Breakin’ the Bay takes place at Wales Millennium Centre annually, usually around the August bank holiday. It’s one of my favourite arts events to attend in Cardiff and I think I might have been to every single one. In different years, the programme has varied from including a main-auditorium evening show to just sticking with the essentials of live graffiti art and hip hop dancing.

Breakin The Bay

This year I popped along to WMC in time to catch some of the dance tournaments in the Glanfa, and some graffiti work going on outside the Centre. Inside there were people of all ages, races, genders and styles participating or watching dance competitions. There are competitions for freestyle, popping, locking, individually and in teams. The standard of the dancers is incredibly high, despite the fact that some of them cannot have been more than about 10 years old. It always amazes me.

Outside people of every age were watching and admiring the graffiti artists, taking and sharing photographs and commenting on the quality of their work.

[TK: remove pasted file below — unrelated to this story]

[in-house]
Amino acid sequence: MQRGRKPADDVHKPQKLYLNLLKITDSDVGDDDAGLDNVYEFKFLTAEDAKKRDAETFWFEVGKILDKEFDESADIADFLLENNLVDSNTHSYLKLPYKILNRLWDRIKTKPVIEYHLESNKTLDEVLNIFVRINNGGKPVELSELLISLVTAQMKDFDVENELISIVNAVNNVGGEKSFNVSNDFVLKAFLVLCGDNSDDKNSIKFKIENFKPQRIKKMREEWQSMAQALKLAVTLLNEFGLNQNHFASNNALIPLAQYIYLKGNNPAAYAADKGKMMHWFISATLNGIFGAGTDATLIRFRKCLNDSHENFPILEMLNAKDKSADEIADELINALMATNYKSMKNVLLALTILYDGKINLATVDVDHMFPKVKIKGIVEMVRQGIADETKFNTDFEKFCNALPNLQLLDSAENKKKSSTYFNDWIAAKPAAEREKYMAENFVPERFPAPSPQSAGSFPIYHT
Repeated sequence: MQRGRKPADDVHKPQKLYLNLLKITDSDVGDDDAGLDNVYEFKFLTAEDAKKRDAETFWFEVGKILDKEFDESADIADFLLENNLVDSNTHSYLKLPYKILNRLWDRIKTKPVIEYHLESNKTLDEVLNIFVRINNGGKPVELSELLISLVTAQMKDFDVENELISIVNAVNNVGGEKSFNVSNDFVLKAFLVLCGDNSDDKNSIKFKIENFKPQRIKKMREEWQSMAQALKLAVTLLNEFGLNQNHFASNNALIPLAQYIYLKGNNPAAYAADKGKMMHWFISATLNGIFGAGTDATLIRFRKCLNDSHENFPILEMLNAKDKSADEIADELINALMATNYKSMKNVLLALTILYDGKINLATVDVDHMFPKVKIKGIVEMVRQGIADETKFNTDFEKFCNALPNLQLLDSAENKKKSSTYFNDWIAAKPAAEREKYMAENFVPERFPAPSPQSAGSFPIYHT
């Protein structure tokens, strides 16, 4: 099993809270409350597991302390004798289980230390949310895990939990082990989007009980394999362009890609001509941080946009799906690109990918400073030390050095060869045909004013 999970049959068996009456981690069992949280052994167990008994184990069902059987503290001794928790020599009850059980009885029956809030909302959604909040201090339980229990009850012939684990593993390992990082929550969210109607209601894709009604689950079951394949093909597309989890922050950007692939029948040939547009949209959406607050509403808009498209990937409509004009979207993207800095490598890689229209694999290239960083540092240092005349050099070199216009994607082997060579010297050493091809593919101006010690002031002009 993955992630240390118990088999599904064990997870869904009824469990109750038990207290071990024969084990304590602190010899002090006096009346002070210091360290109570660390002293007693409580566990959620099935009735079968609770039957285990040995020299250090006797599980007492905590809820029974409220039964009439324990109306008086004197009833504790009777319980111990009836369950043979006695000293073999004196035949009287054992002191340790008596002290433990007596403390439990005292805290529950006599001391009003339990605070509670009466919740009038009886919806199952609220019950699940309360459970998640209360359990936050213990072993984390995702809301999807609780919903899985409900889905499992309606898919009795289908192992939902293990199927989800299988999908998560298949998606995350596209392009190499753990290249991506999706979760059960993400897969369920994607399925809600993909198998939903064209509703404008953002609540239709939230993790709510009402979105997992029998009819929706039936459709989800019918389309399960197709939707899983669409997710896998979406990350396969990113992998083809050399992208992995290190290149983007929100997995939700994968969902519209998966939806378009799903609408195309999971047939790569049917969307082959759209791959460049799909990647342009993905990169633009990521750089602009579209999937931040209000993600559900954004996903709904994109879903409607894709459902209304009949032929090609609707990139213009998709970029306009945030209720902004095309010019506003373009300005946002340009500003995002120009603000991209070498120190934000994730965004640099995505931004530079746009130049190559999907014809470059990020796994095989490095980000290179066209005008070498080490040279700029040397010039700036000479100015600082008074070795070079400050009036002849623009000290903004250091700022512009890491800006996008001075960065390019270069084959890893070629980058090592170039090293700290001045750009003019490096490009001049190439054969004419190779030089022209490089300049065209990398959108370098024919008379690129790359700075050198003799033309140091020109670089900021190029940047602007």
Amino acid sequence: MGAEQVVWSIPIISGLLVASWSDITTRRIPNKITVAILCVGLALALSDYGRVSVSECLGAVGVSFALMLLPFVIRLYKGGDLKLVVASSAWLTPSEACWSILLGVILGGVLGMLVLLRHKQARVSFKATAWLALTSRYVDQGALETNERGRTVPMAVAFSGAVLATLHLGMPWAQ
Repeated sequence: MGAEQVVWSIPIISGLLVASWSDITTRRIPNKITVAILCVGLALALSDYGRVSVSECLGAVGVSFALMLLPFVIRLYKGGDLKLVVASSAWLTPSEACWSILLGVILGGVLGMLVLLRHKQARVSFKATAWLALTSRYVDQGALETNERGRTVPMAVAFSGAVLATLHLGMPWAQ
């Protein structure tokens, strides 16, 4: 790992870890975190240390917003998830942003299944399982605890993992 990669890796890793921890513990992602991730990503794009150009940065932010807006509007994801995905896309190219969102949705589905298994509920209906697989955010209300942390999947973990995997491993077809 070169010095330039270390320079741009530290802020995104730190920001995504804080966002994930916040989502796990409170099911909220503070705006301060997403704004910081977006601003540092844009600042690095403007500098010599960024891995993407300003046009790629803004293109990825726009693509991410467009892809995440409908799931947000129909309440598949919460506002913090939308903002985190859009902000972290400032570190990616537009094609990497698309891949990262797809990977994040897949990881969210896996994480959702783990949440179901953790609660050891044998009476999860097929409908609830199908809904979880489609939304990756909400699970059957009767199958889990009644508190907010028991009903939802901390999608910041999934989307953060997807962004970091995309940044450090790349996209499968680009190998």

Breakin The Bay

What makes me really happy about Breakin’ the Bay, though, is the atmosphere. Whoever is dancing, they get a cheer. There is hip hop music playing but the crowd consists of everyone from young people to passing families, older people watching with a cup of tea to 30-something couples bobbing their heads along with the music. We often make assumptions that certain types of art, music or creative practice are only for one type of person but Breakin’ the Bay does a brilliant job of flouting that myth entirely. Everyone in the crowd is involved with the spirit and you rarely see so many smiles in an arts centre these days!

I hope Breakin’ the Bay continues into the future, and I really hope that all those people – young and old – continue to see that there’s plenty available in an arts centre for them, even if it’s not exactly what they thought it would be.

Breakin' The Bay